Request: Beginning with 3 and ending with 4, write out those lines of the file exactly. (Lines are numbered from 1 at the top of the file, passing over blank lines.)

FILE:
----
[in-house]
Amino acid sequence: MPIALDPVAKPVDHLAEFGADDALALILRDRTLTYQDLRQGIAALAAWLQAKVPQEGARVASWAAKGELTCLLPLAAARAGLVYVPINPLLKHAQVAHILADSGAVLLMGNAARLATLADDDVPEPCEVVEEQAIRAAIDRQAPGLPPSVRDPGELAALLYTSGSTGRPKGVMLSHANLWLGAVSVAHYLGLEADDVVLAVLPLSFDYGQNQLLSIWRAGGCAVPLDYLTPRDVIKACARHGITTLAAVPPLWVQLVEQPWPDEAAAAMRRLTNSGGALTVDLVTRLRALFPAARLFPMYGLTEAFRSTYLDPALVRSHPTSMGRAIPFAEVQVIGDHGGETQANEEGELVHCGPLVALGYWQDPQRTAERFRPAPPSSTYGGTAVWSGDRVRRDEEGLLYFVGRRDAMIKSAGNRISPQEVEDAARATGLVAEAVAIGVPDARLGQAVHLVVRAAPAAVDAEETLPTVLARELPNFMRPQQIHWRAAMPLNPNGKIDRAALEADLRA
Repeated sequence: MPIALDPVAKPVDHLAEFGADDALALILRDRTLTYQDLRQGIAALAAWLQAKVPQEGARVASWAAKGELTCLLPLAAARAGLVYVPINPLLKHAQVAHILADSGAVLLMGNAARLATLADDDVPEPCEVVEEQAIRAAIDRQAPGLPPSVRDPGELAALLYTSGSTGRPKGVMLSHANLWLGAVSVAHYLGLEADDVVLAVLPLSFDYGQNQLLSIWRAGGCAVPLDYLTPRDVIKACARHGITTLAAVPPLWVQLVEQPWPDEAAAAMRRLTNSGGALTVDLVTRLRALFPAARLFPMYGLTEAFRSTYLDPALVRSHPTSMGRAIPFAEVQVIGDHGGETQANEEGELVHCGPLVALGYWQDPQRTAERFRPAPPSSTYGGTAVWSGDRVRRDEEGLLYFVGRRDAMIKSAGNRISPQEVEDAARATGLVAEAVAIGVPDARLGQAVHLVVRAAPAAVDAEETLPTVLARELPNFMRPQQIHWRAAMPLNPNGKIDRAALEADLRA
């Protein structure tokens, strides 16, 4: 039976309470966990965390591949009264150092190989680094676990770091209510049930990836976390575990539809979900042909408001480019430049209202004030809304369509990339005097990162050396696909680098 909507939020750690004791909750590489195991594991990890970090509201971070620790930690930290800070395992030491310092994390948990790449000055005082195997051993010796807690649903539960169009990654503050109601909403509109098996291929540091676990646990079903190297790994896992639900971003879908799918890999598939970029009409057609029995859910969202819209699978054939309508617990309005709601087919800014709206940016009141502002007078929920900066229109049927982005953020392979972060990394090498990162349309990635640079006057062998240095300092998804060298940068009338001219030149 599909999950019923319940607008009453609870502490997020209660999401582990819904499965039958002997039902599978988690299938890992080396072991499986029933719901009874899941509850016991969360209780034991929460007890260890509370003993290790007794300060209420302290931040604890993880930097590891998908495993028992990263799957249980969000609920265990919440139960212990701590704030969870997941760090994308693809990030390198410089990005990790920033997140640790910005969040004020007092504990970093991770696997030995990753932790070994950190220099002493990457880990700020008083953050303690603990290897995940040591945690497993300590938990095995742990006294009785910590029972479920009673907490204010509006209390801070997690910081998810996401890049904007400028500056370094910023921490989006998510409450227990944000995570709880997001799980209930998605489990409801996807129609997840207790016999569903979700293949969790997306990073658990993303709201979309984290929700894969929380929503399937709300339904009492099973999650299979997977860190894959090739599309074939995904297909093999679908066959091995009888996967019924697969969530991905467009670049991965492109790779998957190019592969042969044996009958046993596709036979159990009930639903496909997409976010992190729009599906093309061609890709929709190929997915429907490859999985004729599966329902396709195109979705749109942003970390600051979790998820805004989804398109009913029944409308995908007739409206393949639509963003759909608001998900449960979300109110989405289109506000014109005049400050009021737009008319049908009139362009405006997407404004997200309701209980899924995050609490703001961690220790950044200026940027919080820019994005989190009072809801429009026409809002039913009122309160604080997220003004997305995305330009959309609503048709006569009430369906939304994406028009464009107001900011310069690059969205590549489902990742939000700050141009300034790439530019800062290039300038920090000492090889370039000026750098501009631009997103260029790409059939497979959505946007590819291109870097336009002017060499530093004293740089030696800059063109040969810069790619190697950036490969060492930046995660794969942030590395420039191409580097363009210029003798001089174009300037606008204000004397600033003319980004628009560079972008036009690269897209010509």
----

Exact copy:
Repeated sequence: MPIALDPVAKPVDHLAEFGADDALALILRDRTLTYQDLRQGIAALAAWLQAKVPQEGARVASWAAKGELTCLLPLAAARAGLVYVPINPLLKHAQVAHILADSGAVLLMGNAARLATLADDDVPEPCEVVEEQAIRAAIDRQAPGLPPSVRDPGELAALLYTSGSTGRPKGVMLSHANLWLGAVSVAHYLGLEADDVVLAVLPLSFDYGQNQLLSIWRAGGCAVPLDYLTPRDVIKACARHGITTLAAVPPLWVQLVEQPWPDEAAAAMRRLTNSGGALTVDLVTRLRALFPAARLFPMYGLTEAFRSTYLDPALVRSHPTSMGRAIPFAEVQVIGDHGGETQANEEGELVHCGPLVALGYWQDPQRTAERFRPAPPSSTYGGTAVWSGDRVRRDEEGLLYFVGRRDAMIKSAGNRISPQEVEDAARATGLVAEAVAIGVPDARLGQAVHLVVRAAPAAVDAEETLPTVLARELPNFMRPQQIHWRAAMPLNPNGKIDRAALEADLRA
């Protein structure tokens, strides 16, 4: 039976309470966990965390591949009264150092190989680094676990770091209510049930990836976390575990539809979900042909408001480019430049209202004030809304369509990339005097990162050396696909680098 909507939020750690004791909750590489195991594991990890970090509201971070620790930690930290800070395992030491310092994390948990790449000055005082195997051993010796807690649903539960169009990654503050109601909403509109098996291929540091676990646990079903190297790994896992639900971003879908799918890999598939970029009409057609029995859910969202819209699978054939309508617990309005709601087919800014709206940016009141502002007078929920900066229109049927982005953020392979972060990394090498990162349309990635640079006057062998240095300092998804060298940068009338001219030149 599909999950019923319940607008009453609870502490997020209660999401582990819904499965039958002997039902599978988690299938890992080396072991499986029933719901009874899941509850016991969360209780034991929460007890260890509370003993290790007794300060209420302290931040604890993880930097590891998908495993028992990263799957249980969000609920265990919440139960212990701590704030969870997941760090994308693809990030390198410089990005990790920033997140640790910005969040004020007092504990970093991770696997030995990753932790070994950190220099002493990457880990700020008083953050303690603990290897995940040591945690497993300590938990095995742990006294009785910590029972479920009673907490204010509006209390801070997690910081998810996401890049904007400028500056370094910023921490989006998510409450227990944000995570709880997001799980209930998605489990409801996807129609997840207790016999569903979700293949969790997306990073658990993303709201979309984290929700894969929380929503399937709300339904009492099973999650299979997977860190894959090739599309074939995904297909093999679908066959091995009888996967019924697969969530991905467009670049991965492109790779998957190019592969042969044996009958046993596709036979159990009930639903496909997409976010992190729009599906093309061609890709929709190929997915429907490859999985004729599966329902396709195109979705749109942003970390600051979790998820805004989804398109009913029944409308995908007739409206393949639509963003759909608001998900449960979300109110989405289109506000014109005049400050009021737009008319049908009139362009405006997407404004997200309701209980899924995050609490703001961690220790950044200026940027919080820019994005989190009072809801429009026409809002039913009122309160604080997220003004997305995305330009959309609503048709006569009430369906939304994406028009464009107001900011310069690059969205590549489902990742939000700050141009300034790439530019800062290039300038920090000492090889370039000026750098501009631009997103260029790409059939497979959505946007590819291109870097336009002017060499530093004293740089030696800059063109040969810069790619190697950036490969060492930046995660794969942030590395420039191409580097363009210029003798001089174009300037606008204000004397600033003319980004628009560079972008036009690269897209010509």